Part 2 (Revalidation): How to prepare for a smooth, effective and efficient PHA

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(Part 2 of 2: Revalidation PHAs)

Jay G. Stittleburg
Project Manager, Novetus Engineering LLC

As a Process Hazard Analysis (PHA) facilitator, you might ask yourself, “What can I do to make this PHA add value to all the participants?” Well, this is a great question and the answer boils down to how well you prepare before you ever set foot in the room. The method you use to prepare for a PHA will dictate how much value is added to the client. My goal in facilitating a PHA is to provide a service that not only helps to ensure that the appropriate safeguards are in place for several scenarios, but to provide a learning experience for everyone in the room, regardless of the years of experience. The best compliment that I can get as a PHA facilitator is to have a participant come up to me after we finish and say, “I have sat through PHAs for 20 years and this is the first time I learned something during a PHA.” It can be done and here is how you get there.

The first factor to verify is the type of PHA that is going to be conducted, initial, redo or revalidation. This discussion is going to focus on a revalidation PHA, initial and redo PHAs were discussed in part 1. For clarification, a revalidation PHA is a PHA that is being performed on a system, or unit, that has had a previous PHA performed and instead of doing the PHA from scratch, a revalidation PHA will revisit those parts of the unit, or system, that have had an MOC completed that can potentially affect the process, operation or safeguards associated with specific consequences. Once you have confirmed that the PHA is a revalidation, then there are several pieces of information and documents that you need to collect to prepare for the PHA, to include drawings (to include Piping and Instrumentation Diagrams (P&IDs) or Process Flow Diagrams (PFDs)), Management of Change (MOCs), risk matrix, any additional client based risk ranking information, what software, Layers of Protection Analysis (LOPA) or no LOPA, and the previous PHA conducted, including the noded drawings.

So, let’s dive into this list, first up is drawings. What drawings do you need? You need the most recent revision of the P&IDs for the unit or system on which you will be conducting the PHA and the noded P&IDs from the previous PHA. It can also be helpful to ask for the PFDs for the unit or system as well. They may, or may not, be available, but if they are, go ahead and get them. The most recent revision of the P&IDs is required to verify that any MOC’s that have been executed and completed since the last PHA have been incorporated into the drawings and to follow the same nodes as the previous PHA.

Next is any Management of Change (MOC) that has occurred since the last PHA. This is an important step for revalidation PHAs to ensure that changes brought about by the MOC process have been incorporated into the Process Safety Information (PSI). These changes will be the focus of the PHA sessions in evaluating the impact of the changes on the consequences and safeguards.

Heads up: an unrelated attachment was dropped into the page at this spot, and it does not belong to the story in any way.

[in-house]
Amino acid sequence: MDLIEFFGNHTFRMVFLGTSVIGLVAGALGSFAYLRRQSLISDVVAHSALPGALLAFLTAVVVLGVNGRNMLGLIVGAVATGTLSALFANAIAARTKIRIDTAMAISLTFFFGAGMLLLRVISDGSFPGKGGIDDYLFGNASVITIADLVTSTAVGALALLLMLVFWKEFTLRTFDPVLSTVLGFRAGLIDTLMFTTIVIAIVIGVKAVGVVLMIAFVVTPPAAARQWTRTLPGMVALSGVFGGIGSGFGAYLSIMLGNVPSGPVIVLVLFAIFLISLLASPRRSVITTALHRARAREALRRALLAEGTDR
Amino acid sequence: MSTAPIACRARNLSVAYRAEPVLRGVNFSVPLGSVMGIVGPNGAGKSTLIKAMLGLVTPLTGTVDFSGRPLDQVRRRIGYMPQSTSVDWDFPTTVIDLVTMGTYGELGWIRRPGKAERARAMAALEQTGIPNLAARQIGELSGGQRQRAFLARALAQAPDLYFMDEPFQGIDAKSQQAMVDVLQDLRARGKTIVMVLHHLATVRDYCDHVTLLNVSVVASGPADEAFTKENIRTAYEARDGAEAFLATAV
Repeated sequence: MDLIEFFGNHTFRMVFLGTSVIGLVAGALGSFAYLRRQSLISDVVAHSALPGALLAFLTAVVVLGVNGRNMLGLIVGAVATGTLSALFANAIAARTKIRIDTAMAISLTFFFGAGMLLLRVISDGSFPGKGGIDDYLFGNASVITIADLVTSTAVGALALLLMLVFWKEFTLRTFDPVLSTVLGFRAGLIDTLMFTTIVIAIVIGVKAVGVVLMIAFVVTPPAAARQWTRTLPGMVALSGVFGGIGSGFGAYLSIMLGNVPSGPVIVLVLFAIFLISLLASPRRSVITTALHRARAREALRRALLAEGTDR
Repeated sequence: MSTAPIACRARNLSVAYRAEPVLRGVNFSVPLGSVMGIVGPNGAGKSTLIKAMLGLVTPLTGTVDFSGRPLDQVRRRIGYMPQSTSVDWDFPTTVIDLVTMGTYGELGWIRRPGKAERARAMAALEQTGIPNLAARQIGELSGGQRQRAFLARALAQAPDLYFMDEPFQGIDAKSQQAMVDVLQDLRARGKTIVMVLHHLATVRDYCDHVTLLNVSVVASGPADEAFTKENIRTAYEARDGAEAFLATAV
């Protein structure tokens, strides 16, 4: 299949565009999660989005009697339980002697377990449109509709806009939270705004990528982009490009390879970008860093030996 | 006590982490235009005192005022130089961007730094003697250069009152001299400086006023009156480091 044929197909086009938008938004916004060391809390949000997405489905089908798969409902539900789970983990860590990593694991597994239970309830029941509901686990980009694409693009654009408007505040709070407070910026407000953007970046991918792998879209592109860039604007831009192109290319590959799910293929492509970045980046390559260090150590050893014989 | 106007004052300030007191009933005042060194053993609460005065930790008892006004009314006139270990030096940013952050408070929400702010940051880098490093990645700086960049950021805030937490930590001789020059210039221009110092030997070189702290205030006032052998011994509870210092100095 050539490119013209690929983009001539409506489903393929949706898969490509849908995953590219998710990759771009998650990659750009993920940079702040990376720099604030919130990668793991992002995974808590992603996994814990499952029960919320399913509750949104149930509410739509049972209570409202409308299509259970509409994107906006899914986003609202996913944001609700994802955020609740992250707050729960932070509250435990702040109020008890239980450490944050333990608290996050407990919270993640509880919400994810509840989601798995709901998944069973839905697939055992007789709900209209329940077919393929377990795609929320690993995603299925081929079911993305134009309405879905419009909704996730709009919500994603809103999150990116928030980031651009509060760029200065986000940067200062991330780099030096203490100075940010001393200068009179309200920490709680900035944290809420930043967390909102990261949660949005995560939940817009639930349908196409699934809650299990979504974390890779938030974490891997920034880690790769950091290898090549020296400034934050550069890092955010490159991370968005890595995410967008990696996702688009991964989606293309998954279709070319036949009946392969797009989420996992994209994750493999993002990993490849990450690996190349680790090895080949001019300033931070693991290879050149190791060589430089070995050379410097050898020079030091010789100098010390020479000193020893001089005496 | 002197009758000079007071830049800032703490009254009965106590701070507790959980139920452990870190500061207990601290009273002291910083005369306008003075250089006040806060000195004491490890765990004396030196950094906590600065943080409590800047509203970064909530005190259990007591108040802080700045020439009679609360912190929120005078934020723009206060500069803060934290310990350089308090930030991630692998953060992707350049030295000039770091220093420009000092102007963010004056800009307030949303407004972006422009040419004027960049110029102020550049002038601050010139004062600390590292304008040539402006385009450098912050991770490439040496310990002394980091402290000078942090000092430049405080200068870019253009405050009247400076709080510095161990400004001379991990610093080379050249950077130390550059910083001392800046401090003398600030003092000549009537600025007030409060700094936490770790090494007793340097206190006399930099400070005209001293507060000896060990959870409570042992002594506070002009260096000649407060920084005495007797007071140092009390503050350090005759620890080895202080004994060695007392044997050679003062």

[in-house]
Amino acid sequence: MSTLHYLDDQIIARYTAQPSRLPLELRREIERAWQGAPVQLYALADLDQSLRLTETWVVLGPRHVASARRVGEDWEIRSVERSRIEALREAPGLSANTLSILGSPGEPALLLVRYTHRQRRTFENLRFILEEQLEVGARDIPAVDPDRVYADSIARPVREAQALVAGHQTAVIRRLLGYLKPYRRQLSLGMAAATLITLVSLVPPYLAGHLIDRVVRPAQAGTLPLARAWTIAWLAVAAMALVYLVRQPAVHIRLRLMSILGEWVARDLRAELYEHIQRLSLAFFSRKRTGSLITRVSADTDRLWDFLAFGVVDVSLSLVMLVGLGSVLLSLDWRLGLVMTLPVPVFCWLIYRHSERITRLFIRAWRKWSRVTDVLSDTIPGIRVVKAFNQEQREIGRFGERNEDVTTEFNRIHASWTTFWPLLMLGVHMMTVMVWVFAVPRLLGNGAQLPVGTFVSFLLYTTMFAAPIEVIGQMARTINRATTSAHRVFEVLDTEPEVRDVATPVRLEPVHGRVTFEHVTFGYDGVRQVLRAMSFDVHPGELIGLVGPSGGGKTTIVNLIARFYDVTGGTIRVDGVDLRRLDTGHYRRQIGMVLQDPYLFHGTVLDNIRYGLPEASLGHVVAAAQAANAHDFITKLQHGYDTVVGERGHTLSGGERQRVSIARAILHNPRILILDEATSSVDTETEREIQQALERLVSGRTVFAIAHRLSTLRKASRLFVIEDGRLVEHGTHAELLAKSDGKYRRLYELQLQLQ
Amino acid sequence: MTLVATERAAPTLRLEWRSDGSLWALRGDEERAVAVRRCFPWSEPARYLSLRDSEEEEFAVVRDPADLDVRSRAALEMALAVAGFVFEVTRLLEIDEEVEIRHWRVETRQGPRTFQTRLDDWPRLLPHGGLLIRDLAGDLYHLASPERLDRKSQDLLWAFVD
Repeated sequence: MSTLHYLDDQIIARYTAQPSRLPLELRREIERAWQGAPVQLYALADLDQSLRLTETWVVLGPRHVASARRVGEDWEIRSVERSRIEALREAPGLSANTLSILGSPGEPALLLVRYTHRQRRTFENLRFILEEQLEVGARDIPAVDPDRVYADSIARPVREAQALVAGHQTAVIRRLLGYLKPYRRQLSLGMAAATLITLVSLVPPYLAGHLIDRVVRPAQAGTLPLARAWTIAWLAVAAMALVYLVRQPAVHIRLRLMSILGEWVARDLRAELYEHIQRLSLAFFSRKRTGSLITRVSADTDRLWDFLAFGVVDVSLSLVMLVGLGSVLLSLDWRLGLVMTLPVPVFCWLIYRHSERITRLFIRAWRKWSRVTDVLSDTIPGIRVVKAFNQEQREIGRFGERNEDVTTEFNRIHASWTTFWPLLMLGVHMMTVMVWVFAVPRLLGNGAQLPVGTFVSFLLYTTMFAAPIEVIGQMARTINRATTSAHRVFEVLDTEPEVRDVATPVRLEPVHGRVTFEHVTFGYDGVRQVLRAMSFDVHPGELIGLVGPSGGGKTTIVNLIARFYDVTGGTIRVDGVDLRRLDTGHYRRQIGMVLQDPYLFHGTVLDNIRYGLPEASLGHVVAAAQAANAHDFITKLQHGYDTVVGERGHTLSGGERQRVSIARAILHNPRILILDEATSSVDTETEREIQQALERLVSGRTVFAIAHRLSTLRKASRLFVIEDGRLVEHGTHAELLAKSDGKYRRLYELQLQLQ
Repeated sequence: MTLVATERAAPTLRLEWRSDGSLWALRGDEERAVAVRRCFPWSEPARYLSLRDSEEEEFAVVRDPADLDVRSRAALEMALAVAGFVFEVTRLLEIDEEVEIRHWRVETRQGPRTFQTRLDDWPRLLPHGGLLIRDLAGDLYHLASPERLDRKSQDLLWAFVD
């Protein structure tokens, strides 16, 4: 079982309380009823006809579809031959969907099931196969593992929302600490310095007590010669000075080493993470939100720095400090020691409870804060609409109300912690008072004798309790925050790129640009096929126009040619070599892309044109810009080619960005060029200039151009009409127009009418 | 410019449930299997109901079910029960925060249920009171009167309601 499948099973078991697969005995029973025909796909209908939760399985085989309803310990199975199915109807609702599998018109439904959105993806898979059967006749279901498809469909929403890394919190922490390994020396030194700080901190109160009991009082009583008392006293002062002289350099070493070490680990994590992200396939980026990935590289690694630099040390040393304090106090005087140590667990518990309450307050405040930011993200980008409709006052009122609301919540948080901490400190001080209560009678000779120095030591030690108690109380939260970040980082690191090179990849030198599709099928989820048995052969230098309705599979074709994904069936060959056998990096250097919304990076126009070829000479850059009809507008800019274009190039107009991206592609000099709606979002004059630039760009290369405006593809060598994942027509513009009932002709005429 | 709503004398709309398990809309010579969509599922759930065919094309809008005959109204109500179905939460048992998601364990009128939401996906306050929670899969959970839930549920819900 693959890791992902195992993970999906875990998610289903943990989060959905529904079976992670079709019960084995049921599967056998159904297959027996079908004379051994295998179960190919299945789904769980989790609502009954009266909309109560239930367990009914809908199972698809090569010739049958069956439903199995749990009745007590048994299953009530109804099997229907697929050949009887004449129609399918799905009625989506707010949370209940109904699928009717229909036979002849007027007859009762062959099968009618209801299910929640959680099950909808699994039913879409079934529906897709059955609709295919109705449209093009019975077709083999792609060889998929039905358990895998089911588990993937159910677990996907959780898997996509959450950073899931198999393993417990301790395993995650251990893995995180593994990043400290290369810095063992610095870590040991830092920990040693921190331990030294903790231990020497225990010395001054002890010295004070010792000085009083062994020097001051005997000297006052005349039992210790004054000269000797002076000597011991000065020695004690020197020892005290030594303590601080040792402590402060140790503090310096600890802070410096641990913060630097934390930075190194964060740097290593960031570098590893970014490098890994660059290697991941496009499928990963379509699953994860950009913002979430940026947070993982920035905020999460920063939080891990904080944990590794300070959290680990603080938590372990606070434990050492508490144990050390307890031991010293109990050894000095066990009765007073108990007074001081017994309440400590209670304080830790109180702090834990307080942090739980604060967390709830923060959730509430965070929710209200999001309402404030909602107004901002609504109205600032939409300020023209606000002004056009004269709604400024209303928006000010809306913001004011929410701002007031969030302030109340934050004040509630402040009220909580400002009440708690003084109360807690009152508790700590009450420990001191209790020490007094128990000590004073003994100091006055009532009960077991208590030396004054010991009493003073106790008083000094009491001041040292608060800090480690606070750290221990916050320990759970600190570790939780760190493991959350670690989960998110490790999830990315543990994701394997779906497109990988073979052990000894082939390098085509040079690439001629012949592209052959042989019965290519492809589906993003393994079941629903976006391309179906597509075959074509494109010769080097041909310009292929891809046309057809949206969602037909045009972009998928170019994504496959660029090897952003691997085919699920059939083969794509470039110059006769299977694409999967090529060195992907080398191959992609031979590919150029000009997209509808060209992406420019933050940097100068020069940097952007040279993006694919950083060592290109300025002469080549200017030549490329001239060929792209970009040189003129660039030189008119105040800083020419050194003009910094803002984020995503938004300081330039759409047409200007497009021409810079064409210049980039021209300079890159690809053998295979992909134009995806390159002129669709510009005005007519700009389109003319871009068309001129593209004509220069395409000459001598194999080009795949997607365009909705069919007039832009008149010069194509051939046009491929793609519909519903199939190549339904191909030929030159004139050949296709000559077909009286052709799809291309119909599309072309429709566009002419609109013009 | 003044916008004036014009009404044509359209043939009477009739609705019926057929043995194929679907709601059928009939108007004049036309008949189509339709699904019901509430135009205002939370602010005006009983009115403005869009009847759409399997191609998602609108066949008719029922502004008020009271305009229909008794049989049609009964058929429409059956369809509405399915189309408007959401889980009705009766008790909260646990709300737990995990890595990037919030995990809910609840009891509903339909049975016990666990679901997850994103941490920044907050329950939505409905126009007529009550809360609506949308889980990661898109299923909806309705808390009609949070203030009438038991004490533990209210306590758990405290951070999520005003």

The next item is the client risk matrix. You will need the client risk matrix in order to prepare the software and program the matrix into the chosen software for analysis. You also need to ask the client if they have any additional risk ranking documentation that needs to be maintained during the course of the PHA. Some clients have additional requirements, and some do not. It is always beneficial to ask the client for the native file of the previous PHA, as it will reduce the overall preparation time. It will also be important to ask the client what overall risk rankings may require a recommendation in the PHA for consequences that get risk ranked. For example, if the overall risk rankings are from 1 to 5, with 1 being the worst case, then the client may have a requirement to have a recommendation if the overall risk ranking is 1 or 2 and recommendations are still allowed for overall risk rankings 3 to 5, but not required.

Along with the above discussion regarding the risk matrix and when a recommendation may be required, it is also important to understand if the client conducts LOPA along with a PHA. Some clients do this, and others do not, so it is important to verify. If a client does not conduct LOPA with a PHA, then there is no further information required regarding the risk matrix and recommendations requirements, but if the client does do LOPA in conjunction with a PHA, then there is additional information that will be required for you to collect. That further information will include what is the clients LOPA Ratio (LR), Targeted Mitigated Event Likelihood (TMEL), Initiating Cause Likelihood (ICL), Conditional Modifiers (CM), Enabling Event Probability (EEP), Probability of Failure on Demand (PFD) and Independent Protection Layers (IPL). Some clients may not necessarily utilize all of the above items, i.e. CM and/or EEP, but they should have a corporate guidance on LOPA values that you need to program into the software to ensure that the LOPA calculations are correct during the analysis. Additionally, the client will also provide the criteria during the PHA that will trigger a LOPA for a specific consequence. Ensure that you understand the triggers for LOPA to ensure a smooth transition during the course of the PHA.